Chester Moorten, affectionately known as Cactus Slim, stands out as one of Palm Springs’ most unique characters. A talented horticulturalist and desert landscaper, he came to California from Western Washington, where he worked on the railroad like his father before him. As a young man, he was a lumberjack before heading south to mine gold in Kern County and in the Little San Bernardino Mountains on the south end of what has become Joshua Tree National Monument.
On August 1, 1941, President Franklin D. Roosevelt signed the Palm Springs Airport Bill allotting money for the construction of an airport in Palm Springs. The Army Corps of Engineers subleased the land on the site where the Palm Springs International Airport sits today. They built runways, fuel stations, fences and running lights. The new field was named “Palm Springs Air Base,” and it was the home of the 21st Ferrying Command.
Many of the streets in Palm Springs are named for celebrities including local heroes who were instrumental in developing a world-class resort. Street names like Alejo, Amado, Baristo and Arenas may sound like Spanish or Mexican surnames but they are the names of the Cahuilla elders who created the sovereign nation that is located within the greater Palm Springs area.
Muck Rack makes it simple to find people, tweets, or articles that mention any name, keyword, company, hashtag etc. We've compiled this guide to help you make the most of your search.
Selecting a term
Start searching tweets, articles from media outlets, articles mentioned in tweets, journalists'
names, titles and bios with some suggested searches:
Companies or Topics (e.g. iPhone, Microsoft)
Phrases (e.g. "cloud computing") — use quotes to keep the terms together
Twitter handles (e.g. @username) — returns those who have mentioned or replied to
Names (e.g. "David Pogue")
Hashtags (e.g. #sxsw, #london2012)
Bio details (e.g. vegan, Olympics, father)
Muck Rack's Advanced Search allows for many boolean operators.
Find results that mention multiple specified terms, use AND or
+. For example, ensure each result contains both Elon Musk and Mark Zuckerberg by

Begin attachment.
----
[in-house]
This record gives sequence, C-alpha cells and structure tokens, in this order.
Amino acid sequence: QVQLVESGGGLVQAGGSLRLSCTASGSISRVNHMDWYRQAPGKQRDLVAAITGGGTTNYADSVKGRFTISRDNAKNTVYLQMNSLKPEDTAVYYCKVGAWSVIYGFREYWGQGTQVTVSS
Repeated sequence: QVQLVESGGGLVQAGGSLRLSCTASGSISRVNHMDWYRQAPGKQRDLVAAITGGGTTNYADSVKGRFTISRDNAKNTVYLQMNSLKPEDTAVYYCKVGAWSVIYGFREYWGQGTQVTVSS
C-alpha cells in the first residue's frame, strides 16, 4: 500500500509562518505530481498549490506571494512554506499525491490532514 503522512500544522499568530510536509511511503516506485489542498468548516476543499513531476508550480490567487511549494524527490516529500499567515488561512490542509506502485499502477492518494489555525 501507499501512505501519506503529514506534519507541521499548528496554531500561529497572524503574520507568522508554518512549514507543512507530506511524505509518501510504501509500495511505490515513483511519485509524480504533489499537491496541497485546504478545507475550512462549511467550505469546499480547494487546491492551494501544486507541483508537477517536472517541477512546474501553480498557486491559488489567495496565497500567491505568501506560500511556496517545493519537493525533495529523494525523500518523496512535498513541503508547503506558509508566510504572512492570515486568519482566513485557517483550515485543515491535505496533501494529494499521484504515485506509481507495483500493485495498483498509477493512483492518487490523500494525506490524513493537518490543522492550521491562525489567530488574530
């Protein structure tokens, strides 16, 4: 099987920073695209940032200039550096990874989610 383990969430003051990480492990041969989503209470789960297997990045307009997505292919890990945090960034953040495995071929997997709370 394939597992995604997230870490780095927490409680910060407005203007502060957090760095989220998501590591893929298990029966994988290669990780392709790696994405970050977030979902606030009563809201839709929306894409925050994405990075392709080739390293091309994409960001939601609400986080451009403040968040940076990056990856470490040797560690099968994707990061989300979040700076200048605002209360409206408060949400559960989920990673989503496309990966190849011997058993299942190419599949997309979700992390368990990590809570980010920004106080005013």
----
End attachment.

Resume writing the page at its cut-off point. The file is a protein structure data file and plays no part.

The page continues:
searching Obama AND Romney or Obama + Romney.
Use the operators OR or , to broaden your search when you'd like either of
multiple terms to appear in results. (This is the default behavior of our search when no operators
are used.) For example, search for democrat OR republican to find results that refer to
Democrats and/or Republicans.
Use NOT or - to subtract results from your search. For
example, searching Disney will yield results about the Walt Disney Company as well as Walt Disney
World Resort. To exclude mentions of Disney World, search for Disney -World or Disney
When using one of these operators with a phrase, enclose it in quotation marks. For example, you can
find results about smartphones excluding Apple's iPhone 4S by searching smartphone -"iPhone
Exact case matching or punctuation
If you're searching for a brand name or keyword that relies on specific punctuation marks or capitalization, you can
find results that match your exact query by adding matchcase: before the keyword you're searching for, like matchcase:E*TRADE .
Use parentheses to separate multiple
boolean phrases. For example, to find journalists talking about having fun in Disney World or
Disneyland, search for ("disney world" OR disneyland) AND fun.
An asterisk can be used to search for any variation of a root word truncated by the asterisk. For example, searching for admin* will return results for administrator, administration, administer, administered, etc.
A near operator is an AND operator where you can control the distance between the words. You can vary the distance the near operation uses by adding a forward slash and number (between 0-99) such as strawberries NEAR/10 "whipped cream", which means the strawberries must exist within 10 words of "whipped cream".